A liberal federal judge’s ruling against President Donald Trump in favor of liberal Twitter trolls could be a major win for right-wingers who’ve been censored and banned from social media.
President Trump can’t block Twitter users from viewing his prolific feed, a federal judge ruled Wednesday.
Manhattan Federal Court Judge Naomi Buchwald ruled that Trump’s Twitter account, @realDonaldTrump, is a “designated public forum” and protected by the First Amendment.
But the judge stopped short of ordering Trump to unblock his critics, saying she did not want to “enter that legal thicket.”
[…]The first-of-its-kind suit, filed last July by a group of Trump critics blocked from reading his tweets, claimed that the President was violating the First Amendment by taking such action because they expressed views he didn’t like.
“The @realDonaldTrump account is a kind of digital town hall in which the president and his aides use the tweet function to communicate news and information to the public, and members of the public use the reply function to respond to the president and his aides and exchange views with one another,” the lawsuit said.
Justice Department lawyers countered that Trump was within his rights to block certain people in the same way he can ignore certain people in a crowd.
But Buchwald rejected that argument, saying the President’s Twitter feed amounted to a public forum and he can’t cut off those with divergent views.
“The viewpoint-based exclusion of the individual plaintiffs from that designated public forum is proscribed by the First Amendment,” wrote Buchwald, who was appointed by President Clinton.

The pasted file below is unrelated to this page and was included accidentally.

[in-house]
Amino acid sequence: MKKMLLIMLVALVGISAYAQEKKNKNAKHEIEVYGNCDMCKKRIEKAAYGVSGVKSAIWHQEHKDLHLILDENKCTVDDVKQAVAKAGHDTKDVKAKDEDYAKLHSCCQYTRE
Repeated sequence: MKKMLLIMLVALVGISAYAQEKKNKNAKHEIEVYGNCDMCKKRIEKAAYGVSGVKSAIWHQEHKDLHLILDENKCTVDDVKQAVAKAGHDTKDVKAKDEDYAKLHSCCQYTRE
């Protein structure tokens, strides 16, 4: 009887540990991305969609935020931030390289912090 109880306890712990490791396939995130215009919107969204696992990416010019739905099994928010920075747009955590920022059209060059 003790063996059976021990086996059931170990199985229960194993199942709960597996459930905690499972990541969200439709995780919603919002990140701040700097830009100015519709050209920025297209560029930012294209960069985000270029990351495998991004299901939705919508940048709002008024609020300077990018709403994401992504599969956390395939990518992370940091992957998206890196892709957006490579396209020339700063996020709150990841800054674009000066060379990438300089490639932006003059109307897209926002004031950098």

Widget not in any sidebars
While liberals are cheering this ruling thinking they pulled one over on “Drumpf,” ruling these heavily censored social media sites are designated public forums and must respect the First Amendment is what everyone on the right with a brain has been pushing for for months.
Here’s the judge’s full statement:
MEMORANDUM AND ORDER: granting in part and denying in part 34 Motion for Summary Judgment; granting in part and denying in part 42 Motion for Summary Judgment. We conclude that we have jurisdiction to entertain this dispute. Plaintiffs have established legal injuries that are traceable to the conduct of the President and Daniel Scavino and, despite defendants’ suggestions to the contrary, their injuries are redressable by a favorable judicial declaration. Plaintiffs lack standing, however, to sue Sarah Huckabee Sanders, who is dismissed as a defendant. Hope Hicks is also dismissed as a defendant, in light of her resignation as White House Communications Director. Turning to the merits of plaintiffs’ First Amendment claim, we hold that the speech in which they seek to engage is protected by the First Amendment and that the President and Scavino exert governmental control over certain aspects of the @realDonaldTrump account, including the interactive space of the tweets sent from the account. That interactive space is susceptible to analysis under the Supreme Court’s forum doctrines, and is properly characterized as a designated public forum. The viewpoint-based exclusion of the individual plaintiffs from that designated public forum is proscribed by the First Amendment and cannot be justified by the President’s personal First Amendment interests. In sum, defendants’ motion for summary judgment is granted in part and denied in part, and plaintiffs’ cross-motion for summary judgment is granted in part and denied in part. The Clerk of the Court is directed to terminate the motions pending at docket entries 34 and 42. SO ORDERED. (Signed by Judge Naomi Reice Buchwald on 5/23/2018) (ama) (Entered: 05/23/2018)
If the First Amendment prohibits the president blocking, is it unconstitutional for Twitter to ban people?
— Phil Kerpen (@kerpen) May 23, 2018